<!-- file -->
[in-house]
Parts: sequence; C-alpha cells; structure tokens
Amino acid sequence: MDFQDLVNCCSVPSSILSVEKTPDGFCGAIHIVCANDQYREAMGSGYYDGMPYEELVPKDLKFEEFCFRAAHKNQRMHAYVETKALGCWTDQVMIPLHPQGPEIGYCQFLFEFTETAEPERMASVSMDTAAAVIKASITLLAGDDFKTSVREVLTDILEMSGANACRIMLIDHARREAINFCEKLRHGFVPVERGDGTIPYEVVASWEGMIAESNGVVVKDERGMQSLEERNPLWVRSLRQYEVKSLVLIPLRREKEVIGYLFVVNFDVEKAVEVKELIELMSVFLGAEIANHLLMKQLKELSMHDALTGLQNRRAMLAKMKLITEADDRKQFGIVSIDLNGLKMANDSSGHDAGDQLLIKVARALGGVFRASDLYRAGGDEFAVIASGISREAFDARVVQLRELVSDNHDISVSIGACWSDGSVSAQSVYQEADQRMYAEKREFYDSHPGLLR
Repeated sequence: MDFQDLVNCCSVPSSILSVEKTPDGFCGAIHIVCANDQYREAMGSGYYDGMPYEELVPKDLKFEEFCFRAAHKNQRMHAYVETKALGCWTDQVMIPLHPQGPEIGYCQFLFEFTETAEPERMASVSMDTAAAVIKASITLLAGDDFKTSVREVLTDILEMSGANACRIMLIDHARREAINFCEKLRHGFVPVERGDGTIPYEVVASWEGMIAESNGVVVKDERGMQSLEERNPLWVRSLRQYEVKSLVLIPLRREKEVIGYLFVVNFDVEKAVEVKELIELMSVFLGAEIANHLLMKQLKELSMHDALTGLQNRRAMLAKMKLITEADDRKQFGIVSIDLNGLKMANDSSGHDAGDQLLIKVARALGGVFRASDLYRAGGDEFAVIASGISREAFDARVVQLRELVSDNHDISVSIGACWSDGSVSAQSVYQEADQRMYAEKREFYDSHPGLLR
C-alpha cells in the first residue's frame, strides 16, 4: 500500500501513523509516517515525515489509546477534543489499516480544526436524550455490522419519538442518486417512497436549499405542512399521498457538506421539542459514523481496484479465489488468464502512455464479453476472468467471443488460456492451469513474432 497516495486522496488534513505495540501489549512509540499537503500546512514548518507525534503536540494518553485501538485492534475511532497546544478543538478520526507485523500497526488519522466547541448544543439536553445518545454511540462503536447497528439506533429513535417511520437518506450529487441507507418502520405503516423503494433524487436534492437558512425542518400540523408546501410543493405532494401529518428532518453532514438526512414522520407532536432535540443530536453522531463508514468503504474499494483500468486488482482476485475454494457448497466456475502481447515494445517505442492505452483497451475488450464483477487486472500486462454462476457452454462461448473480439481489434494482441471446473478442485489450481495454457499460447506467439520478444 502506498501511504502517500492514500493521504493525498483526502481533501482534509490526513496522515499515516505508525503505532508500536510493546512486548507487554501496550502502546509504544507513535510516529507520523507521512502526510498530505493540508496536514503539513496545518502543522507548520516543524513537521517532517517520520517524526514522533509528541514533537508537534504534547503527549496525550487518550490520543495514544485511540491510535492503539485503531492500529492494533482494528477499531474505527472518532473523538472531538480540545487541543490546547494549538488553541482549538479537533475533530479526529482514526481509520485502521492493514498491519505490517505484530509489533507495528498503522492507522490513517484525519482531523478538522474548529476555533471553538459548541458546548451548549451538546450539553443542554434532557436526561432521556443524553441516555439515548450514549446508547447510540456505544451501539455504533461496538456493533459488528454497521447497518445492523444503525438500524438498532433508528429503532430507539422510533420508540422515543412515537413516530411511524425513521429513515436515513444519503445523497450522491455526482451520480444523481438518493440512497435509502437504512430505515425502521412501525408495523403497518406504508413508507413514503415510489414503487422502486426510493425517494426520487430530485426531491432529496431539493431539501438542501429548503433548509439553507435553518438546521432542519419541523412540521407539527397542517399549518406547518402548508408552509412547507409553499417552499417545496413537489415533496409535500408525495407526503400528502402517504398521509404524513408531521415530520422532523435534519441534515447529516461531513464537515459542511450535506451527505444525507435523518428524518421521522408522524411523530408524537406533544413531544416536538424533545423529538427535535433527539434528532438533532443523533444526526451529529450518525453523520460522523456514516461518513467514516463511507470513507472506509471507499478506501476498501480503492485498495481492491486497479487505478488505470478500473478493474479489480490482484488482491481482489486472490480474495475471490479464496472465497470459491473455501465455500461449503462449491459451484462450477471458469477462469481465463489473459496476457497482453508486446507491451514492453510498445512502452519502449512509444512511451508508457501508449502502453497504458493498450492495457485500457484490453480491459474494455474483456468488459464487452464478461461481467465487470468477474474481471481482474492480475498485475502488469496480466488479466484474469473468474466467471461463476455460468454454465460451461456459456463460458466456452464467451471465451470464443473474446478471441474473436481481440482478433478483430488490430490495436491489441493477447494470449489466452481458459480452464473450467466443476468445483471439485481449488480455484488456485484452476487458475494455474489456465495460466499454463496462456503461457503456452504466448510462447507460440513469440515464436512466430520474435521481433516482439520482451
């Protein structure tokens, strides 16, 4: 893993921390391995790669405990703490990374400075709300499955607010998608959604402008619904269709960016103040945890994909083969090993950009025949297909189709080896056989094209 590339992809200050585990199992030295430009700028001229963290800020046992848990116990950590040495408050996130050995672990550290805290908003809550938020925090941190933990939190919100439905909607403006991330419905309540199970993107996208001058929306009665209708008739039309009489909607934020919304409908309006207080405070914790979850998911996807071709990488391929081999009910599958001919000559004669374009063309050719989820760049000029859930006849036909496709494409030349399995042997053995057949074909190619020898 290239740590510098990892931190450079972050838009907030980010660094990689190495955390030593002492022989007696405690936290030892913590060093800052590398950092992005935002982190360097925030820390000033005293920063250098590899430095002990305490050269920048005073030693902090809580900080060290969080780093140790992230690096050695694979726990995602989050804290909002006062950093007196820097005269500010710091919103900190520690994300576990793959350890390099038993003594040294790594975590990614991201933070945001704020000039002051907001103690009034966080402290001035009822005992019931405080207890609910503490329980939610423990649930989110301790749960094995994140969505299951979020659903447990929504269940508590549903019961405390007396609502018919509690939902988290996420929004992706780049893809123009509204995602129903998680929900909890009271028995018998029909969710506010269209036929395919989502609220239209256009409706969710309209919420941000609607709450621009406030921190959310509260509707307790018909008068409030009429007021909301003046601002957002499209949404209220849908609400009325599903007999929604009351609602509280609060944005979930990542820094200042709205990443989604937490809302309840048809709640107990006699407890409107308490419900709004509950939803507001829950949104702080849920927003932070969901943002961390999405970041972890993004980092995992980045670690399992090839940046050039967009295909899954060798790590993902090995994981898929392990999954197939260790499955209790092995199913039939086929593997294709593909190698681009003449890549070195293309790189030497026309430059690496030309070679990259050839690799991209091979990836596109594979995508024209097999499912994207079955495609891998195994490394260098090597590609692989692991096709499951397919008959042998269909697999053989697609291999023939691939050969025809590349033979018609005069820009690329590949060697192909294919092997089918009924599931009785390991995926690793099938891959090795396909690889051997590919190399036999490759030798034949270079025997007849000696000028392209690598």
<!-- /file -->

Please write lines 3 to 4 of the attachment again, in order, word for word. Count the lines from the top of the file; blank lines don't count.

Amino acid sequence: MDFQDLVNCCSVPSSILSVEKTPDGFCGAIHIVCANDQYREAMGSGYYDGMPYEELVPKDLKFEEFCFRAAHKNQRMHAYVETKALGCWTDQVMIPLHPQGPEIGYCQFLFEFTETAEPERMASVSMDTAAAVIKASITLLAGDDFKTSVREVLTDILEMSGANACRIMLIDHARREAINFCEKLRHGFVPVERGDGTIPYEVVASWEGMIAESNGVVVKDERGMQSLEERNPLWVRSLRQYEVKSLVLIPLRREKEVIGYLFVVNFDVEKAVEVKELIELMSVFLGAEIANHLLMKQLKELSMHDALTGLQNRRAMLAKMKLITEADDRKQFGIVSIDLNGLKMANDSSGHDAGDQLLIKVARALGGVFRASDLYRAGGDEFAVIASGISREAFDARVVQLRELVSDNHDISVSIGACWSDGSVSAQSVYQEADQRMYAEKREFYDSHPGLLR
Repeated sequence: MDFQDLVNCCSVPSSILSVEKTPDGFCGAIHIVCANDQYREAMGSGYYDGMPYEELVPKDLKFEEFCFRAAHKNQRMHAYVETKALGCWTDQVMIPLHPQGPEIGYCQFLFEFTETAEPERMASVSMDTAAAVIKASITLLAGDDFKTSVREVLTDILEMSGANACRIMLIDHARREAINFCEKLRHGFVPVERGDGTIPYEVVASWEGMIAESNGVVVKDERGMQSLEERNPLWVRSLRQYEVKSLVLIPLRREKEVIGYLFVVNFDVEKAVEVKELIELMSVFLGAEIANHLLMKQLKELSMHDALTGLQNRRAMLAKMKLITEADDRKQFGIVSIDLNGLKMANDSSGHDAGDQLLIKVARALGGVFRASDLYRAGGDEFAVIASGISREAFDARVVQLRELVSDNHDISVSIGACWSDGSVSAQSVYQEADQRMYAEKREFYDSHPGLLR